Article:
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dc.contributor.supervisorChristopher, Colin
dc.contributor.authorNoor, Aqeel
dc.contributor.otherFaculty of Science and Engineeringen_US
dc.date.accessioned2021-06-21T10:59:05Z
dc.date.issued2021
dc.identifier10486204en_US
dc.identifier.urihttp://hdl.handle.net/10026.1/17267
dc.description.abstract

This work considers the Bernstein polynomial and the methods to calculate it.We consider the polynomial f 2 C[x1;x2; : : : ;xn] and explain how to find the Bernstein polynomial, bf (s), and the operator D 2 An[s], which satisfies D f s+1 = bf (s) f s : The calculation of this polynomial depends on the Weyl algebra, An. We explain these calculations by a lot of examples for one dimensional, two dimensional and three dimensional polynomials. All algorithms which are developed to calculate the Bernstein polynomial did not gave a method to calculate the operator D above, in our method we give a method to how calculate this operator. The main problem of this work is to find a polynomial which describes the dimension of the first cohomology group, ˜b f (s), defined using spaces of one forms and two forms, where f 2 C[x;y]. In more detail, starting with a polynomial f , we define two operators d1 : C!W1 defined by d1(h) = f d(h)+(s+1) d( f ) h; d2 : W1 !W2 defined by d2(w) = f d(w)+s d( f )^w : We then calculate the dimension of first cohomology group for specific values of s. IV The zeros of the polynomial ˜b f (s) is chosen to correspond to the values of s where the cohomology is non-zero. To find a link between our polynomial and the Bernstein polynomial, we compare this with the case when s is the root of the Bernstein polynomial. After a lot of calculation we gave our conjecture that ˜b f (s) is divisible by bf (s). We support our work by a lot of examples when f is a homogeneous polynomial, a quasi-homogeneous polynomial and some more complex cases. The original motivation for our problem is to study the first integrals of vector fields with Darboux integrating factor in the case where the first integral is not of Darboux form. The roots of ˜b f (s) are exactly the cases where we find new classes of integrals.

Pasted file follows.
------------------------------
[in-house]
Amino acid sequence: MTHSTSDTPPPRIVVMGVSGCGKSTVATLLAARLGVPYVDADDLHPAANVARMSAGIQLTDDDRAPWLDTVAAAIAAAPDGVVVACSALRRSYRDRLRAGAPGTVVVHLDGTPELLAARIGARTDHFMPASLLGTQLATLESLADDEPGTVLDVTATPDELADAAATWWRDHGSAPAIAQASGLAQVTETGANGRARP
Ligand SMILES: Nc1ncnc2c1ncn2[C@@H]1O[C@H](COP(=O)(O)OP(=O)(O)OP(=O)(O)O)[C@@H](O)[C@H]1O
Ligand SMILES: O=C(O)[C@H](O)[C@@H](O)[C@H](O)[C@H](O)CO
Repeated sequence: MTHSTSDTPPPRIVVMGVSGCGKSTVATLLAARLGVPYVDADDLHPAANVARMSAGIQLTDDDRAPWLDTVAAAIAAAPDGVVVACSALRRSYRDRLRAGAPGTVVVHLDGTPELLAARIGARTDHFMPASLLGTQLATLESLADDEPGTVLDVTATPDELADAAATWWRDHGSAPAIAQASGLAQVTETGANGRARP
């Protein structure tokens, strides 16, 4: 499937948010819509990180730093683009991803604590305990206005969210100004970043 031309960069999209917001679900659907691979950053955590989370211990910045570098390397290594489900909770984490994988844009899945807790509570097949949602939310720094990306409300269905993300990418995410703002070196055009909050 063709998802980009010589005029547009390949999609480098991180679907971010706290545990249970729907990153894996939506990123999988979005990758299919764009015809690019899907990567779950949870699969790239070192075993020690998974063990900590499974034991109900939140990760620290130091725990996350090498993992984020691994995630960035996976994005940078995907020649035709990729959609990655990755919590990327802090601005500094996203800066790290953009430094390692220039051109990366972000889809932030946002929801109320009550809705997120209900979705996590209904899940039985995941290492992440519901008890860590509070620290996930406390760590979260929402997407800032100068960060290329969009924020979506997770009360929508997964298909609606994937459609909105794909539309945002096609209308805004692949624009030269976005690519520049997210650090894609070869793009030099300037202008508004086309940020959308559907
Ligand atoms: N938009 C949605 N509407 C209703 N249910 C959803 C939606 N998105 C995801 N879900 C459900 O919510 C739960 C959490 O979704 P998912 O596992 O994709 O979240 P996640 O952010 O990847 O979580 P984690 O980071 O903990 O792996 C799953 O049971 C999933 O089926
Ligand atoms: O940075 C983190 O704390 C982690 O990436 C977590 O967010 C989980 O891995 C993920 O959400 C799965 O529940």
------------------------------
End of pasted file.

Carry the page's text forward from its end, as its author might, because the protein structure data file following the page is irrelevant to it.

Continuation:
en_US
dc.language.isoen
dc.publisherUniversity of Plymouth
dc.subject.classificationPhDen_US
dc.titleAn Investigation into the Roots of Bernstein via Cohomology of Differential Formen_US
dc.typeThesis
plymouth.versionpublishableen_US
dc.rights.embargodate2022-06-21T10:59:05Z
dc.rights.embargoperiod12 monthsen_US
dc.type.qualificationDoctorateen_US
rioxxterms.versionNA


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